Subpanel - why do I want to?

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Old 03-24-06, 12:13 PM
vmweenie
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Subpanel - why do I want to?

Situation first, questions at the end.

Washer and dryer were in the "kitchen" (actually, the old summer kitchen, enclosed by the POs.) Distrbutor was out of 10/3 so I got 8/3 for the same price and ran that for for my dryer. Also home-ran 12/2 for the washer and etc. So now I have, in the corner of the kitchen, a length of 8/3 and a length of 12/3 (several feet each) curled up (sticking out through the floor/wall). As often happens during the renovation process, we decided we'd like to move the laundry upstairs (where it should be). There's also a length of 2" PVC sticking up through the floor (drain line).

Thought I'd build a chase in the corner with the outside wall on one side and a full-height cabinet end panel on the other (enclosing a counter depth refrig.) The "front wall" of the chase could be flush with the cabinet(s) but I'd like to recess it as much as possible.

So, while I was thinking about the junction boxes (which merely have to "accessible") to extend those two circuits, I thought "gee, maybe I have some excess capacity in that 8/3 - maybe I could put in a subpanel instead and maybe have another circuit available."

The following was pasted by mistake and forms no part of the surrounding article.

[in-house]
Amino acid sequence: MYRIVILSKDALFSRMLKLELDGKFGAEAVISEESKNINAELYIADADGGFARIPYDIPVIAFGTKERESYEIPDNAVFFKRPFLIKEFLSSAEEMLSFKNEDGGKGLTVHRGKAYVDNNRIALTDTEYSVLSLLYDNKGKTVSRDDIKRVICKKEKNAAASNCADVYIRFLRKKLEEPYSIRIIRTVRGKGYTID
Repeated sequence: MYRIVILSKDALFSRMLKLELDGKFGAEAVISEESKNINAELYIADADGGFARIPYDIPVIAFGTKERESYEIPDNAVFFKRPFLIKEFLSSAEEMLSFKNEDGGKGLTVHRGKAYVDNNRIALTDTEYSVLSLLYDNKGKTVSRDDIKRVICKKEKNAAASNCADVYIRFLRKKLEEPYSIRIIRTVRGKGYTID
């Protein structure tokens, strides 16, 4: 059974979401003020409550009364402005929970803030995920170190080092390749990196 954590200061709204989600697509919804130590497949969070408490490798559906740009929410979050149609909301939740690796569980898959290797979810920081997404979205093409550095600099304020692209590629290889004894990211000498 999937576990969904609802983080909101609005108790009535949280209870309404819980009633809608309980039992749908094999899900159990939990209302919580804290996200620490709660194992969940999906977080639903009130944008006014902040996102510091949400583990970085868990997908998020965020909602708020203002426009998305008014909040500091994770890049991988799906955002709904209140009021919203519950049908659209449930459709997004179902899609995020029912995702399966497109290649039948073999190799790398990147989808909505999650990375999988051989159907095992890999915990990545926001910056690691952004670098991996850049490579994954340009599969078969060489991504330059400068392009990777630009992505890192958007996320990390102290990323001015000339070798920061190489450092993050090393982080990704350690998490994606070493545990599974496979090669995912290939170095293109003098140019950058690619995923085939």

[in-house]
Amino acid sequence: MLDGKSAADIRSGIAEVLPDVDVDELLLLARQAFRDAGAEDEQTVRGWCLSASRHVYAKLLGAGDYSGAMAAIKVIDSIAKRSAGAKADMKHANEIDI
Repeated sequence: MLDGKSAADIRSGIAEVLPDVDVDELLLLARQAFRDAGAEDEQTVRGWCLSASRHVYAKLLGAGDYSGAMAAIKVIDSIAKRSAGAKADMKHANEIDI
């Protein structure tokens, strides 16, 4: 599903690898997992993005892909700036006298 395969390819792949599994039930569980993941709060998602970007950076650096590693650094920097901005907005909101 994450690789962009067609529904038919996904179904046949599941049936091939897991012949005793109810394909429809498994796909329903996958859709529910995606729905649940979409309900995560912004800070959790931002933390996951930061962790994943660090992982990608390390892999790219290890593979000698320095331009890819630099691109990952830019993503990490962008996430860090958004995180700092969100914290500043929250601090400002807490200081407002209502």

As I said, I don't *need* or even *really want* a sub but if I can have one I will - it would be nice to have the option for adding one later. . I'm not going to tear up the floor again to replace the 8/3 just so I can add a sub or anything like that.

So the questions -

1. Can I put a subpanel in the same chase with plumbing? I could easily make it TWO separate chambers of course.
2. Would that placement violate the "free space" requirements anyway?
3. With a thirty amp breaker for the dryer, does that really leave me with any excess capacity? (I have seen 8 gauge listed as both 40 and 50 ampacity and I don't have my own copy of the NEC).
4. Am I nuts or what?

Thanks.
 
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Old 03-24-06, 02:04 PM
bolide's Avatar
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>1. Can I put a subpanel in the same chase with plumbing?
>2. Would that placement violate the "free space" requirements anyway?

You need 3' wide, 3' deep (easiest to open it into the room), and clear from floor to ceiling.


> With a thirty amp breaker for the dryer, does that really leave me with any excess capacity?
Yes, about [email protected] (#8 is 40A @ 240V.)
 
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